The Go-To Glossary for Marketers Needing to Brush Up on AI

Written by
Garrett Sloane
Advertising Age

Feb 7, 2017

Feb 7, 2017 • Author: Garrett Sloane

It's not enough for marketers to collect petabytes of data; it takes a sharp mind to make sense of it all. Actually it takes a nonhuman one.

That's why artificial intelligence has invaded the marketing world, with Facebook, Google, Salesforce, IBM, Amazon and others building machine learning into their platforms.

Now marketers must understand the lingo if they're going to survive the machines. To help, here's a guide to the terminology around A.I.

Machine learning

When a machine teaches itself with minimal programming needed. Google showed off the powers of machine learning when it created a computer that learned the rules to the ancient game Go. Machine learning can be helpful in direct marketing and email marketing, in particular, by ingesting sense of vast sets of consumer data and using it to determine things such as the best times to send emails. Proponents say it can also identify the clients or customers that would be most receptive to given messages. And machine learning is used in ad targeting to help deliver messages to those audiences.

Image recognition

AI looks for patterns in images. Machines can obviously analyze many more images than humans, and with machine learning they can identify what's in the images and reveal patterns that people would never detect. Brands can use image recognition technology, for example, to find every photo online in which their logos appear. That could help brands locate their most loyal customers and tease out other actionable marketing insights. "Computer vision" is a term associated with image recognition, and refers to computer programs that analyze and categorize digital images.


A fancy word for a group of people—or anything—sharing a common characteristic. AI programs can identify clusters within mountains of data, uncovering patterns that humans alone couldn't perceive or connections that people alone wouldn't draw. Clusters can lead to developing audiences or segments for marketing purposes, creating a group of people with common traits and targeting them with ads.

Unstructured data

A term for disorganized pools of data that appear random and unconnected. Machine learning can make sense of the data, and it can identify clusters within it and other patterns that could be useful when making marketing decisions. Marketers gather all kinds of data, even if it doesn't seem relevant at the time, because they never know when something interesting is going to pop up.

Natural Language Processing

The technology that enables machines to interpret what people are saying in words or in text. Sophisticated AI can decipher speech, not just understanding the words but the context. Advanced natural language processing, or NLP, could detect sarcasm and other subtle human tones. Natural language processing is essential to the automated customer service of the future.


The programs running inside messaging apps and on websites that help consumers perform simple tasks. Chatbots were popularized by apps like Facebook Messenger and Kik, and they operate like apps within the messaging services. Brands and publishers build chatbots to do things like deliver news stories and facilitate e-commerce transactions. The smarter chatbots become, the better they understand language, the more useful they can be. Chatbots could become the personal assistants of the future, booking flights, making reservations and handling schedules.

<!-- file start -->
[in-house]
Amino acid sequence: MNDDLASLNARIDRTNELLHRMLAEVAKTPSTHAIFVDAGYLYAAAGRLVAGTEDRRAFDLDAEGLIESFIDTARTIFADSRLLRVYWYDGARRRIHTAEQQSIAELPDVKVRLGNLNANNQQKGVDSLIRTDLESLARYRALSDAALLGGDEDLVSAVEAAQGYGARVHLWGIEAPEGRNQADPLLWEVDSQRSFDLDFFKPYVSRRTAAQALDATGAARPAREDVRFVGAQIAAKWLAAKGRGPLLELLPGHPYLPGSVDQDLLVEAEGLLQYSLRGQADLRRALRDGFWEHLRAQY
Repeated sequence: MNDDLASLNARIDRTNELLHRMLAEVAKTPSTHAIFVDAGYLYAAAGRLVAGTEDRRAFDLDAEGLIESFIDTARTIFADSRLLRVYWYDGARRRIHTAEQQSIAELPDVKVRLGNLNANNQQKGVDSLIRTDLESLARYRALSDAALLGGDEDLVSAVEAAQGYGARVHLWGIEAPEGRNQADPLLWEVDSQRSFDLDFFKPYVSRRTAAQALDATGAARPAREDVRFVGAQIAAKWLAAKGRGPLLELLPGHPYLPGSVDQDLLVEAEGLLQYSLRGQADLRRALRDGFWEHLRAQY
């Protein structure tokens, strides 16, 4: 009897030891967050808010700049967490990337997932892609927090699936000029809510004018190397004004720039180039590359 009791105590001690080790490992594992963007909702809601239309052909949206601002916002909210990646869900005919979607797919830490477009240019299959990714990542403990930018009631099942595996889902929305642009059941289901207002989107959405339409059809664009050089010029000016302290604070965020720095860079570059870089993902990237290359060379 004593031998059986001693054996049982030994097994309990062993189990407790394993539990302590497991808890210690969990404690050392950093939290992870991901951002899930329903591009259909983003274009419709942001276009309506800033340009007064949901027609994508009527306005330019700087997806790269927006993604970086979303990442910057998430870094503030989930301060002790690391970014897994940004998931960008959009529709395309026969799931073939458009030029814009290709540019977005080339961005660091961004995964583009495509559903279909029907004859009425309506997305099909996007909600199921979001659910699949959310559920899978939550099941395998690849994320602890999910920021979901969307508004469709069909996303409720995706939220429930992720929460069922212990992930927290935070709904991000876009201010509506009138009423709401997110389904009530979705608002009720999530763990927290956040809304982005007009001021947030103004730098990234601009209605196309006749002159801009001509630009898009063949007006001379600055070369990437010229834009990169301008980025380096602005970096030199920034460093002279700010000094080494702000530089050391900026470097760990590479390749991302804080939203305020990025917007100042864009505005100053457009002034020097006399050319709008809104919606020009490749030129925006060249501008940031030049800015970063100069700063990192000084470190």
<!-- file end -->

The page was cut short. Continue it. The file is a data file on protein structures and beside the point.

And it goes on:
Deep Learning

A more advanced branch of machine learning, where a computer teaches itself with only minimal amounts of programming. With deep learning, marketers can make the most use of data and apply it to make predictions about consumer behavior.

Neural Networks

Artificial intelligence programs modeled after the human brain. They incorporate deep learning and natural language processing to perform functions like recognizing handwriting and faces in photos.

Dynamic Pricing

One of the common tasks that deep learning-based programs can perform, setting prices based on consumer data. Dynamic pricing means that each consumer is presented with a price based on their own particular circumstances, depending on the time of day, their financial situation and other factors. Dynamic pricing can come into play in rates for plane tickets, for instance. AI can help craft personalized prices that are most likely to ensure a sale at the most efficient rate.

Recommendations/Content Curation

AI is useful in figuring out what goods to recommend to shoppers based on data, the way Amazon volunteers products that a visitor to its site might want. When a consumer visits a sneaker website, for instance, AI can help determine which the person might like based on their past browsing habits and other factors. A website could be customized for each visitor, much as Facebook's algorithm personalizes the feed users see, tapping AI to order its content in the way most likely to appeal.

Weak/Narrow AI

AI that's limited to specific tasks. Basically all of the AI found in marketing is weak. Most AI overall—the code behind everything from virtual assistants to self-driving cars—is actually considered weak. The next evolution is artificial general intelligence, bringing us closer to the long-anticipated, futuristic robots that could outperform any human at any task.

The article The Go-To Glossary for Marketers Needing to Brush Up on AI​ first appeared on Advertising Age.

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